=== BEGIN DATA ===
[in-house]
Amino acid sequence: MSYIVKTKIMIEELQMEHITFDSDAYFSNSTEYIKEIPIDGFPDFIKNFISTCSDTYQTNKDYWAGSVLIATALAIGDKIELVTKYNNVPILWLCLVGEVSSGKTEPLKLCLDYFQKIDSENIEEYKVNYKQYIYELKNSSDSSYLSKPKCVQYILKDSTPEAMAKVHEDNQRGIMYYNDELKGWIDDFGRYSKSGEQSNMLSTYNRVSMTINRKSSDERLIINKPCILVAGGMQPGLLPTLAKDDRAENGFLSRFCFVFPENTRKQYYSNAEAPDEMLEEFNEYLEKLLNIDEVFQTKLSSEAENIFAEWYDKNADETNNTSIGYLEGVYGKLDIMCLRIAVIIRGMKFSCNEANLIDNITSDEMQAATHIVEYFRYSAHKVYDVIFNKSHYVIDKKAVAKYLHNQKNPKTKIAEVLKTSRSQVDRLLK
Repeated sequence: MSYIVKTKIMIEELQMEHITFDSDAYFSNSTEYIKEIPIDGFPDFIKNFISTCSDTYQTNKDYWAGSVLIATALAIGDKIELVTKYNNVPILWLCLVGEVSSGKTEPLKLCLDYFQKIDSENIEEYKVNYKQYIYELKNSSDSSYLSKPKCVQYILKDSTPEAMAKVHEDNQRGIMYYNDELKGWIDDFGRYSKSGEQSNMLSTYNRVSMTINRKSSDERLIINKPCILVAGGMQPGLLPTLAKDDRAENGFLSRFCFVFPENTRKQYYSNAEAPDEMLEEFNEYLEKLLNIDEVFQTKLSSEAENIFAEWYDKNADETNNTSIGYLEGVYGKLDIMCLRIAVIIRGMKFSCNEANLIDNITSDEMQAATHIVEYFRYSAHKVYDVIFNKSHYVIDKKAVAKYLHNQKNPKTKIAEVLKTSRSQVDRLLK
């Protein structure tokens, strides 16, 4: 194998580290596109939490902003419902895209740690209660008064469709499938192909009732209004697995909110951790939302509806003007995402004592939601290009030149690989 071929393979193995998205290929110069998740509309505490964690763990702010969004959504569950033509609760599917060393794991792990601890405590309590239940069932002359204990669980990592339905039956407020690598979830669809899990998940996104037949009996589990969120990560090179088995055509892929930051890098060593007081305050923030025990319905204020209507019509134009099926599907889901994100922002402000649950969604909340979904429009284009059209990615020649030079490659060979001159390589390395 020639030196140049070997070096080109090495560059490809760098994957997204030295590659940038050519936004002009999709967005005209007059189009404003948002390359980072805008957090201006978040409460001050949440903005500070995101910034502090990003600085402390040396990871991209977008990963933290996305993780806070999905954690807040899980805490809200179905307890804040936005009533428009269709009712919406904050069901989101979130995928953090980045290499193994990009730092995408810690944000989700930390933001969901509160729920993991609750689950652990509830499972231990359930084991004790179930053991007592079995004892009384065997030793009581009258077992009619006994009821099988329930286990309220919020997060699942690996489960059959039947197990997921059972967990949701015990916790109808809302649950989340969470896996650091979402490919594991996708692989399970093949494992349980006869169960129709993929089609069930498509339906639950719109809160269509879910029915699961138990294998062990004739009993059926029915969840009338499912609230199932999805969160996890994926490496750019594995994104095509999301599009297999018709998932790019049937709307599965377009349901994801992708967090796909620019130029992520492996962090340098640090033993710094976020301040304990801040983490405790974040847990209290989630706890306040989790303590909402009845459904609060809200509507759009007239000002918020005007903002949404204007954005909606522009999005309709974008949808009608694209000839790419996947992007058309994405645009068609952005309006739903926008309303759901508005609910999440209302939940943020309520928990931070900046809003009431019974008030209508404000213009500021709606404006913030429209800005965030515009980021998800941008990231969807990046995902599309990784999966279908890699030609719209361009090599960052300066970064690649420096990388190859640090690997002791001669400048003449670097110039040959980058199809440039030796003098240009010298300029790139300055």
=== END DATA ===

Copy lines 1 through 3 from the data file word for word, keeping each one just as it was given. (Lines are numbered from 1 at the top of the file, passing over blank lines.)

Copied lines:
[in-house]
Amino acid sequence: MSYIVKTKIMIEELQMEHITFDSDAYFSNSTEYIKEIPIDGFPDFIKNFISTCSDTYQTNKDYWAGSVLIATALAIGDKIELVTKYNNVPILWLCLVGEVSSGKTEPLKLCLDYFQKIDSENIEEYKVNYKQYIYELKNSSDSSYLSKPKCVQYILKDSTPEAMAKVHEDNQRGIMYYNDELKGWIDDFGRYSKSGEQSNMLSTYNRVSMTINRKSSDERLIINKPCILVAGGMQPGLLPTLAKDDRAENGFLSRFCFVFPENTRKQYYSNAEAPDEMLEEFNEYLEKLLNIDEVFQTKLSSEAENIFAEWYDKNADETNNTSIGYLEGVYGKLDIMCLRIAVIIRGMKFSCNEANLIDNITSDEMQAATHIVEYFRYSAHKVYDVIFNKSHYVIDKKAVAKYLHNQKNPKTKIAEVLKTSRSQVDRLLK
Repeated sequence: MSYIVKTKIMIEELQMEHITFDSDAYFSNSTEYIKEIPIDGFPDFIKNFISTCSDTYQTNKDYWAGSVLIATALAIGDKIELVTKYNNVPILWLCLVGEVSSGKTEPLKLCLDYFQKIDSENIEEYKVNYKQYIYELKNSSDSSYLSKPKCVQYILKDSTPEAMAKVHEDNQRGIMYYNDELKGWIDDFGRYSKSGEQSNMLSTYNRVSMTINRKSSDERLIINKPCILVAGGMQPGLLPTLAKDDRAENGFLSRFCFVFPENTRKQYYSNAEAPDEMLEEFNEYLEKLLNIDEVFQTKLSSEAENIFAEWYDKNADETNNTSIGYLEGVYGKLDIMCLRIAVIIRGMKFSCNEANLIDNITSDEMQAATHIVEYFRYSAHKVYDVIFNKSHYVIDKKAVAKYLHNQKNPKTKIAEVLKTSRSQVDRLLK